“White spaces,” or unused radio frequencies in between TV channels, have long been eyed by technologists as perfect for connecting a sea of countless devices to the internet—everything from heart monitors to your car. A little-known government database is supposed to help prevent America’s newest “white spaces,” or “super Wi-Fi,” wireless devices from interfering with other electronics.
But that database has been invaded by a group of sketchy characters going by the names John Q Public, Sue Q Public, NoneNone and John Doe. Some of them hail from 123 Jump Street. On May 1, the Federal Communications Commission is giving the public a chance to comment on how best to deal with these suspicious characters. What the FCC does about it could affect the evolution of the emerging Internet of Things.
During my seven years as an FCC commissioner, I was a strong proponent of allowing innovators to use white spaces without having to get an FCC license. The TV frequencies are highly coveted because they can carry large amounts of data over long distances while penetrating buildings. Enabling consumers and technologists to take advantage of these radio bands in an unlicensed manner is seen as the epitome of the “permissionless” internet. Innovation could spread quickly without having to wait for government approvals.
Our template for success was the first generation of Wi-Fi: it seemed almost as though no one had heard of it on Friday, but by Monday everyone was using it. Its unlicensed nature unleashed a beautiful explosion of entrepreneurial brilliance. Super Wi-Fi operating in the TV bands would be even better.
Under federal law, however, devices using white spaces cannot cause harmful interference to licensed users, such as TV broadcasters and some theaters and churches using wireless microphones. This requirement makes sense to ensure electronics don’t drown each other out, turning them into junk. But how do you ensure such devices won’t step on each other’s toes?
With a reliable national database of all devices using the TV white spaces, of course.
Why We Need a Reliable National Database for White Space Devices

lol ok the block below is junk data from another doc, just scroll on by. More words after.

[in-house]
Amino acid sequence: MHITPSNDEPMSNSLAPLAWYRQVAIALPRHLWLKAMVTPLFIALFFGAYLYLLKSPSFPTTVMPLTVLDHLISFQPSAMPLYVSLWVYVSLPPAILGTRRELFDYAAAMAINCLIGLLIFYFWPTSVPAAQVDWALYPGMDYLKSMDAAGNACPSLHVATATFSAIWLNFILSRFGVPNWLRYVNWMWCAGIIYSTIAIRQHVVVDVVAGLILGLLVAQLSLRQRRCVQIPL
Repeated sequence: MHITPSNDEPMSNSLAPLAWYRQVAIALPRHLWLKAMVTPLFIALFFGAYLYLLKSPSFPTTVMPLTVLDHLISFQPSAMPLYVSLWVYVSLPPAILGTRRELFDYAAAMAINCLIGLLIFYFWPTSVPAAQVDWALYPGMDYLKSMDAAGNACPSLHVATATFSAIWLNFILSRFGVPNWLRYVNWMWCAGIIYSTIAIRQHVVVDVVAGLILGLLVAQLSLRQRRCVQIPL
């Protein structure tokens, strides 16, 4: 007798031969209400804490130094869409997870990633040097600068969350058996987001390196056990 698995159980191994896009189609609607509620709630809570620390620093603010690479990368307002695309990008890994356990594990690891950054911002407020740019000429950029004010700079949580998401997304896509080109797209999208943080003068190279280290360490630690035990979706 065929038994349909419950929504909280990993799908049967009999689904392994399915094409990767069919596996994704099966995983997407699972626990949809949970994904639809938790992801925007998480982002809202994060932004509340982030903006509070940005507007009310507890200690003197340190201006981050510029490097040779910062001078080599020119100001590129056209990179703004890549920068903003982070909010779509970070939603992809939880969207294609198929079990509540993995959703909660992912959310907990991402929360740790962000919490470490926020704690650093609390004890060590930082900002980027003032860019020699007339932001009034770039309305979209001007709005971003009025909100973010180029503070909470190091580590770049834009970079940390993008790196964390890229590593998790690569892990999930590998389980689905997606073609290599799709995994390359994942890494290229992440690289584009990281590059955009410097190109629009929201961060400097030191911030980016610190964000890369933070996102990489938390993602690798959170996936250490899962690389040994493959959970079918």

The emerging Internet of Everything is estimated to generate up to $14.2 trillion in new global economic activity by 2030, including $7.1 trillion for the U.S. As everything from our home to our cars and our medical devices become connected to the Net, keeping it all functioning and thriving will require gobs of new spectrum. The TV white spaces provide the wireless “oxygen” needed to allow our tech economy to breathe. (Using of some of the federal government’s spectrum offers even more potential, but that’s another story.)
To make it all work, however, devices can’t interfere with one another – hence the need for a flawless database.
Since the FCC formally opened the door to this new world in 2002, years of prototype testing by the FCC’s excellent engineers ensued, as did numerous proceedings that sought public comment. Finally, in 2011, the FCC created a framework that insulated licensed users from harmful interference while opening a new frontier for America’s tech economy.
All of the FCC commissioners, including myself, concluded that the key to moving forward with this new win-win model for tech innovation was having in place a high-quality national database that would precisely keep track of who had the new white-space devices and where they were located. Location accuracy would be especially important as America pushes to maintain its leadership role in perfecting the technologies of the future, such as driverless cars.
Trouble at 21 Jump Street
As recently reported in Re/code, however, new studies are revealing that up to a third of the information in the database may be inaccurate or just plain made up.
For instance, in addition to numerous “John Does” and “John Smiths,” studies conducted on behalf of the National Association of Broadcasters reveal that more than 80 devices are registered in the database under the name “Meld test.” Others are registered as being located at “123 Jump Street” or have contact phone numbers such as “(999) 999-9999”. One device is registered to a spot in the Atlantic Ocean about 500 miles off the coast of Cameroon.
These falsehoods aren’t just humorous isolated errors; they number into the hundreds. And they show a cavalier attitude towards maintaining the integrity of the cornerstone of our next-gen tech economy.
How We Fix It
The FCC should meticulously reverse engineer its flawed database and reveal how its vendors bungled their fundamental task. Hollow promises of “we’ll fix it” are not enough. The purpose of a deep-dive investigation shouldn’t be to assign blame, necessarily, but to learn from mistakes to create a more perfect system. The rest of the world is watching and may emulate what we do. Additionally, the FCC should lay out a detailed plan, with an opportunity for public comment, on how to make the database perfectly efficient and transparent to ensure this debacle doesn’t happen again. Going forward, we can’t rely on after-the-fact studies to tell us how broken this crucial system is. America’s technologists need the peace-of-mind that their ingenious creations will actually work. And America’s consumers deserve no less.
Only about 600 devices are in use right now, but in a few months, a massively important FCC spectrum auction will open up even more white spaces. The FCC should hurry to fix its flawed database before then.
If the FCC can’t make the database work, not only will tech innovators and broadcasters alike be harmed, but America’s consumers will lose. Either way, the FCC should act fast and give the tech sector a pathway to success.